May 26, 2014
Yesterday Ukraine held their elections and the leader who has come forth is the head of the chocolate empire throughout Ukraine. His name is Pyotr Poroshenko. Sadly, I know absolutely nothing about him except that the largest candy organization here, Roshen, is named after him, poRoshenko. From what I have been able to gather from members, most of the candidates who ran had shown particular interest in joining the European Union, therein emphasizing less ties with Russia. However, the majority of people also said that as soon as any of the candidates took office, the caravan of promises which carried them to the big office would be forgotten and replaced by their own agenda. It seems as though very little will be changing from the reign of the former president Yanakovich. Same level of corruption under a new face.
At one point this past week it was a privilege of mine to sit down with a former investigator with whom my companion had worked before my arrival in Chernigov. His name is R and he works as a journalist for a small and independent news agency. We wanted to talk about his experience in reporting on current events in Ukraine. There were two videos which he showed to us from his work. The first was of a day in which he spent time with a tank crew in the Ukrainian military and observed how they have been preparing. It showed many soldiers unloading tank rounds from canisters and into hulls of the tanks. There were several interviews in which the soldiers talked about their preparedness to fight for a free country until the end. It was very interesting.
The second video showed a group of protestors in the Donestk region raiding a police station and taking them hostage. Wages for police are only 200 dollars per month which is difficult to live off of even here, so many of the law enforcement have been accepting money from pro-Russia organizations and letting them do as they will without consequence. So this group attacked the station with hopes stopping the corruption.
R then went on and told us about the problem he is having with news channels in Russia. The people have freedom of speech, but the next problem to face is that all of the news media sources are themselves owned by the government. The majority of people in the north think that the Russian military is here to help the people. A missionary friend of mine is currently in the St. Petersburg mission, where she says that all they have heard about the situation shines brightly on Russia.
One of the nights this week we met with a recent convert whose name is P. We had an idea of basing a lesson off of the verse from Helaman 5:12 about building on a strong foundation. I made a comment as to how it would be cool if we could play Jenga with him for the visit and then talk about how we ourselves need to keep a strong foundation. The problem with this is that this type of game does not exist in Ukraine. Much to my surprise though, Elder A then said that our branch president has a set himself. This shocked me and the next thing I was doing was calling him up. He was happy to give it to us and then we were off to meet Pavel. He was very interested in the game as he himself had never come across it. The first several rounds were good and good times were had by all. But the last round came to us as a surprise. We came to a point in the game where there was no additional move which could be made without taking out a main support from the structure. This was the first time that I personally had ever witnessed this and the three of us triumphantly took a photo together in display of our accomplishment.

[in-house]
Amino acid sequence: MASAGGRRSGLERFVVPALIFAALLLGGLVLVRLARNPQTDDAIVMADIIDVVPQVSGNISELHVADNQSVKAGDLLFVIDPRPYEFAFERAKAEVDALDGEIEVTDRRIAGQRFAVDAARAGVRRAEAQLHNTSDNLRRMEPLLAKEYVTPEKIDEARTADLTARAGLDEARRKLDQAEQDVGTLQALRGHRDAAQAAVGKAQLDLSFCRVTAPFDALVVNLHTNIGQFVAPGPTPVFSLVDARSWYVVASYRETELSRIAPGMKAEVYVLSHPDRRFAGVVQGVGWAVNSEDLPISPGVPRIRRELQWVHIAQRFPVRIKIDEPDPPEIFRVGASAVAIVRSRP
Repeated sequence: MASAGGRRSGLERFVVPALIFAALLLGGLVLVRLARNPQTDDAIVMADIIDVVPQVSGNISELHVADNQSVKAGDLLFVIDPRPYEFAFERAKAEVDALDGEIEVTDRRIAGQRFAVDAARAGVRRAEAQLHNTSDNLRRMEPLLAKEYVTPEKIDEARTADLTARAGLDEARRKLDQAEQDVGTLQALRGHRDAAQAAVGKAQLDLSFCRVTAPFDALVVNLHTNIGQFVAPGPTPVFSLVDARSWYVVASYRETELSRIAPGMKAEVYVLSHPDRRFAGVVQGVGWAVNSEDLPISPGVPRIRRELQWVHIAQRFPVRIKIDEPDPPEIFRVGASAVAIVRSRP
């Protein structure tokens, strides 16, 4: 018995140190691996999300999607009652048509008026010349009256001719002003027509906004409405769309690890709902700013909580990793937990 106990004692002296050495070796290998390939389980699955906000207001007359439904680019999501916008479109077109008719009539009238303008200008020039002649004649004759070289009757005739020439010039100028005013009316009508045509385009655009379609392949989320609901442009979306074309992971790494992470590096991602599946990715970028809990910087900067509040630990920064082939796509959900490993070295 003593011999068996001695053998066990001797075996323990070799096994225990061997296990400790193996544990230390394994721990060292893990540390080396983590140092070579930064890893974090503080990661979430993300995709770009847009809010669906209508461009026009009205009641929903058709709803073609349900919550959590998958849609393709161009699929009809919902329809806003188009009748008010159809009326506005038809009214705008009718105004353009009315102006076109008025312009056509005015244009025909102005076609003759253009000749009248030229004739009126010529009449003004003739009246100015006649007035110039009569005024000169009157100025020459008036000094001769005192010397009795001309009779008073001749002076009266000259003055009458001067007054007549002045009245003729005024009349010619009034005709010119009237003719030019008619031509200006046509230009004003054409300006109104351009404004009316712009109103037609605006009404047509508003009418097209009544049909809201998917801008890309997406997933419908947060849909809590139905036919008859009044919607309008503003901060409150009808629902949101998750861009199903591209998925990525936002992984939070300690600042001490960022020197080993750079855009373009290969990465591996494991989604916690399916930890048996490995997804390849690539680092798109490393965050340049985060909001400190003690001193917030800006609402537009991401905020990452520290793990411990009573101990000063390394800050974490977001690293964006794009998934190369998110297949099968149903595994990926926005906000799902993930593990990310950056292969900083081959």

Yesterday I had a moment in which I looked at my companion and said quietly, but confidently: “We are going to die right now.” On Friday he and I were out contacting on the street and we ran into a person named N. He was happy to talk and insisted on calling us “lads”. He agreed to hear about the church and gave us his address and phone number. We called and set up for a meeting on Sunday at his apartment. As we walked in, the first thing I saw was a two foot tall doll which had all of its clothes taken off and red marker all over its face. Sitting just above this frightening doll was a loaded crossbow. To the left on the floor was his bed made up of blankets and old fur coats.
We were guided into the kitchen where the three of us sat down. Scattered around were open containers of food which had been rotting for months, a pile of old and partially eaten bread, and many bottles of beer. There were hundreds of small cockroaches crawling around everywhere. The smell from all of the rotting was a challenge within itself. We talked for a little bit and then N went to leave the room. As he walked out I looked over to Elder A and conveyed my thoughts that our host is probably planning on murdering us. The look on his face was one of agreement. As he came back we said that it was time for us to go and fortunately he did not put up any argument. Elder A and I both agreed to not go back.
Sadly, not a whole lot of big events have happened in the last week in regards to my missionary work. The people who we are trying to teach could not meet overall, so a lot of our time was spent doing finding. I think this coming seven days will be better though.